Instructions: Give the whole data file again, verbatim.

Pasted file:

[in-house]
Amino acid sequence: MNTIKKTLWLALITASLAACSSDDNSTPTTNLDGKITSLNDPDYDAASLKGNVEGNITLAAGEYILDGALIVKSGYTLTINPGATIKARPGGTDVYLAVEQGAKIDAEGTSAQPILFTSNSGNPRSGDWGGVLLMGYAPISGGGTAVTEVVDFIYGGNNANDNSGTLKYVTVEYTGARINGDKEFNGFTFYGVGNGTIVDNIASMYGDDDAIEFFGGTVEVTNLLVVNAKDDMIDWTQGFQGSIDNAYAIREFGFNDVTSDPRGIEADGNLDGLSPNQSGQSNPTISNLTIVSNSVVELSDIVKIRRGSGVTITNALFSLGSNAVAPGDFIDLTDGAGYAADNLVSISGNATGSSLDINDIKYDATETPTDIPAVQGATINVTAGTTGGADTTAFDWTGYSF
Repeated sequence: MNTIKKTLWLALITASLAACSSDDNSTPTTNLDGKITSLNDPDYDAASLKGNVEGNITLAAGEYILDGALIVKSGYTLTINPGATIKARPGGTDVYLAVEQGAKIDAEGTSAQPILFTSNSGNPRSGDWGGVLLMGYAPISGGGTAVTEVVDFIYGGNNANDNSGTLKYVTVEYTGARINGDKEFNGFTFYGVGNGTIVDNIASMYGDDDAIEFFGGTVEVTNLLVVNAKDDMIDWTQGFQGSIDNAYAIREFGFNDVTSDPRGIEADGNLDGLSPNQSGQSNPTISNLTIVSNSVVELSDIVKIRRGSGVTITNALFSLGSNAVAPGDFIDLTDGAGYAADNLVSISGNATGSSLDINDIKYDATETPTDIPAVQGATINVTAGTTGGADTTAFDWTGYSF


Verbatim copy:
[in-house]
Amino acid sequence: MNTIKKTLWLALITASLAACSSDDNSTPTTNLDGKITSLNDPDYDAASLKGNVEGNITLAAGEYILDGALIVKSGYTLTINPGATIKARPGGTDVYLAVEQGAKIDAEGTSAQPILFTSNSGNPRSGDWGGVLLMGYAPISGGGTAVTEVVDFIYGGNNANDNSGTLKYVTVEYTGARINGDKEFNGFTFYGVGNGTIVDNIASMYGDDDAIEFFGGTVEVTNLLVVNAKDDMIDWTQGFQGSIDNAYAIREFGFNDVTSDPRGIEADGNLDGLSPNQSGQSNPTISNLTIVSNSVVELSDIVKIRRGSGVTITNALFSLGSNAVAPGDFIDLTDGAGYAADNLVSISGNATGSSLDINDIKYDATETPTDIPAVQGATINVTAGTTGGADTTAFDWTGYSF
Repeated sequence: MNTIKKTLWLALITASLAACSSDDNSTPTTNLDGKITSLNDPDYDAASLKGNVEGNITLAAGEYILDGALIVKSGYTLTINPGATIKARPGGTDVYLAVEQGAKIDAEGTSAQPILFTSNSGNPRSGDWGGVLLMGYAPISGGGTAVTEVVDFIYGGNNANDNSGTLKYVTVEYTGARINGDKEFNGFTFYGVGNGTIVDNIASMYGDDDAIEFFGGTVEVTNLLVVNAKDDMIDWTQGFQGSIDNAYAIREFGFNDVTSDPRGIEADGNLDGLSPNQSGQSNPTISNLTIVSNSVVELSDIVKIRRGSGVTITNALFSLGSNAVAPGDFIDLTDGAGYAADNLVSISGNATGSSLDINDIKYDATETPTDIPAVQGATINVTAGTTGGADTTAFDWTGYSF